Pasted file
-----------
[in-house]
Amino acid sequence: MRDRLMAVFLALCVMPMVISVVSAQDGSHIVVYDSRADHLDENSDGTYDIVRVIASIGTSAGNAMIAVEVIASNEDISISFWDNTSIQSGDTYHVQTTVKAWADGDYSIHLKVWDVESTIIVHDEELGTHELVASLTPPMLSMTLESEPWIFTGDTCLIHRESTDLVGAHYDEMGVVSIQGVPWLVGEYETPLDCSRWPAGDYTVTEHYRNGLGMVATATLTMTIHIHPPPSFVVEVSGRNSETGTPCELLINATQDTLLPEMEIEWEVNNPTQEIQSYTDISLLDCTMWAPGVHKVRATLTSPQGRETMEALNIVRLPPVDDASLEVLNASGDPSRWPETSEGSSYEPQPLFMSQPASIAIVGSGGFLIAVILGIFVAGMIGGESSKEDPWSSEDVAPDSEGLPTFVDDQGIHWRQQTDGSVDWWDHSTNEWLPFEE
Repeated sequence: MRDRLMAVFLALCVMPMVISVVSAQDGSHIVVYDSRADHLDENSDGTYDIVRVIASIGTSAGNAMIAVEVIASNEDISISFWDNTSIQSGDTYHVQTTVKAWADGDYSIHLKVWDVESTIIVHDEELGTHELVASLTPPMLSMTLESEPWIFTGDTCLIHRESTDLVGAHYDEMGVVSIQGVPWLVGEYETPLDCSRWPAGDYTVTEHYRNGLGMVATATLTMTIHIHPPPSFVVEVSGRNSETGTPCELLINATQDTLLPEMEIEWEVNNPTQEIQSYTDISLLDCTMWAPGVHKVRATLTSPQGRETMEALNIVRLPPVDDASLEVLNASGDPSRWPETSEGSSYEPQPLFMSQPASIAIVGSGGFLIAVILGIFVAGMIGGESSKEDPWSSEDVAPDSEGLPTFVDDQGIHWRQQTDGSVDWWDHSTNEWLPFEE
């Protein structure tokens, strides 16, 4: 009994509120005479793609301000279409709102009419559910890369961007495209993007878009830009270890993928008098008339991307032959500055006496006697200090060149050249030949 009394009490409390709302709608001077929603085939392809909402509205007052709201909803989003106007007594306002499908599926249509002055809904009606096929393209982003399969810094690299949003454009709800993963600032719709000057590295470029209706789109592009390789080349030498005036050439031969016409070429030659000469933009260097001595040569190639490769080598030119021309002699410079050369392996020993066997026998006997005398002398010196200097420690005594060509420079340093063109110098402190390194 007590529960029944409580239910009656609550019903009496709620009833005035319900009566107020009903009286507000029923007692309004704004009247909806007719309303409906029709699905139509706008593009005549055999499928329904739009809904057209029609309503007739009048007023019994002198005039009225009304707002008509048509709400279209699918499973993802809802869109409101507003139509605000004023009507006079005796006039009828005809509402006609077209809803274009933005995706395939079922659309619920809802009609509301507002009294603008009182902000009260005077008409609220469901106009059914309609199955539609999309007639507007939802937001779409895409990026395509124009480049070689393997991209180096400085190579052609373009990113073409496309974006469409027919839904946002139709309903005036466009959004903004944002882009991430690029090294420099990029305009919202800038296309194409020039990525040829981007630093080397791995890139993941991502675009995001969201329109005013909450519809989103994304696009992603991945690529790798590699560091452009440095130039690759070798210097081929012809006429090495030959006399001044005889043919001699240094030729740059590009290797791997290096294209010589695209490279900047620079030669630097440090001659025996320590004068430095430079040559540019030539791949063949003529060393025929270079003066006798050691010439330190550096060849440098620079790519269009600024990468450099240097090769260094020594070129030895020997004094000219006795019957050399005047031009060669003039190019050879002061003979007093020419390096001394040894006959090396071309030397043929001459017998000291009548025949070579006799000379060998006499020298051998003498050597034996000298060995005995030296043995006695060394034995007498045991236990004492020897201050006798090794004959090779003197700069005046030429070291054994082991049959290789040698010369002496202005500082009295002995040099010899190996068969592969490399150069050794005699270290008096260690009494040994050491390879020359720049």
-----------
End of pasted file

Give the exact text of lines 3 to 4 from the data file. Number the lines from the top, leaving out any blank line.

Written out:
Repeated sequence: MRDRLMAVFLALCVMPMVISVVSAQDGSHIVVYDSRADHLDENSDGTYDIVRVIASIGTSAGNAMIAVEVIASNEDISISFWDNTSIQSGDTYHVQTTVKAWADGDYSIHLKVWDVESTIIVHDEELGTHELVASLTPPMLSMTLESEPWIFTGDTCLIHRESTDLVGAHYDEMGVVSIQGVPWLVGEYETPLDCSRWPAGDYTVTEHYRNGLGMVATATLTMTIHIHPPPSFVVEVSGRNSETGTPCELLINATQDTLLPEMEIEWEVNNPTQEIQSYTDISLLDCTMWAPGVHKVRATLTSPQGRETMEALNIVRLPPVDDASLEVLNASGDPSRWPETSEGSSYEPQPLFMSQPASIAIVGSGGFLIAVILGIFVAGMIGGESSKEDPWSSEDVAPDSEGLPTFVDDQGIHWRQQTDGSVDWWDHSTNEWLPFEE
């Protein structure tokens, strides 16, 4: 009994509120005479793609301000279409709102009419559910890369961007495209993007878009830009270890993928008098008339991307032959500055006496006697200090060149050249030949 009394009490409390709302709608001077929603085939392809909402509205007052709201909803989003106007007594306002499908599926249509002055809904009606096929393209982003399969810094690299949003454009709800993963600032719709000057590295470029209706789109592009390789080349030498005036050439031969016409070429030659000469933009260097001595040569190639490769080598030119021309002699410079050369392996020993066997026998006997005398002398010196200097420690005594060509420079340093063109110098402190390194 007590529960029944409580239910009656609550019903009496709620009833005035319900009566107020009903009286507000029923007692309004704004009247909806007719309303409906029709699905139509706008593009005549055999499928329904739009809904057209029609309503007739009048007023019994002198005039009225009304707002008509048509709400279209699918499973993802809802869109409101507003139509605000004023009507006079005796006039009828005809509402006609077209809803274009933005995706395939079922659309619920809802009609509301507002009294603008009182902000009260005077008409609220469901106009059914309609199955539609999309007639507007939802937001779409895409990026395509124009480049070689393997991209180096400085190579052609373009990113073409496309974006469409027919839904946002139709309903005036466009959004903004944002882009991430690029090294420099990029305009919202800038296309194409020039990525040829981007630093080397791995890139993941991502675009995001969201329109005013909450519809989103994304696009992603991945690529790798590699560091452009440095130039690759070798210097081929012809006429090495030959006399001044005889043919001699240094030729740059590009290797791997290096294209010589695209490279900047620079030669630097440090001659025996320590004068430095430079040559540019030539791949063949003529060393025929270079003066006798050691010439330190550096060849440098620079790519269009600024990468450099240097090769260094020594070129030895020997004094000219006795019957050399005047031009060669003039190019050879002061003979007093020419390096001394040894006959090396071309030397043929001459017998000291009548025949070579006799000379060998006499020298051998003498050597034996000298060995005995030296043995006695060394034995007498045991236990004492020897201050006798090794004959090779003197700069005046030429070291054994082991049959290789040698010369002496202005500082009295002995040099010899190996068969592969490399150069050794005699270290008096260690009494040994050491390879020359720049």